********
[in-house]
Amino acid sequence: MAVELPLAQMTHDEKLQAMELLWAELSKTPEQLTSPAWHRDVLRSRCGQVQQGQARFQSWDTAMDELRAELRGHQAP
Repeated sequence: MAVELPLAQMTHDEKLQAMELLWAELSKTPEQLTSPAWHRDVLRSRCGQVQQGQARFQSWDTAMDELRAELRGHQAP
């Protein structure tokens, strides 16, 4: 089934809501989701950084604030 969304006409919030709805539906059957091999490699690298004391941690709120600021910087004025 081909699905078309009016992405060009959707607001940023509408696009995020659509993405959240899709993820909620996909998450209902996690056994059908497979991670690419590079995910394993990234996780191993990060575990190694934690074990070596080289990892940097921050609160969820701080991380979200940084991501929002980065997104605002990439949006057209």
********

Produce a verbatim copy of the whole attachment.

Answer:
[in-house]
Amino acid sequence: MAVELPLAQMTHDEKLQAMELLWAELSKTPEQLTSPAWHRDVLRSRCGQVQQGQARFQSWDTAMDELRAELRGHQAP
Repeated sequence: MAVELPLAQMTHDEKLQAMELLWAELSKTPEQLTSPAWHRDVLRSRCGQVQQGQARFQSWDTAMDELRAELRGHQAP
């Protein structure tokens, strides 16, 4: 089934809501989701950084604030 969304006409919030709805539906059957091999490699690298004391941690709120600021910087004025 081909699905078309009016992405060009959707607001940023509408696009995020659509993405959240899709993820909620996909998450209902996690056994059908497979991670690419590079995910394993990234996780191993990060575990190694934690074990070596080289990892940097921050609160969820701080991380979200940084991501929002980065997104605002990439949006057209």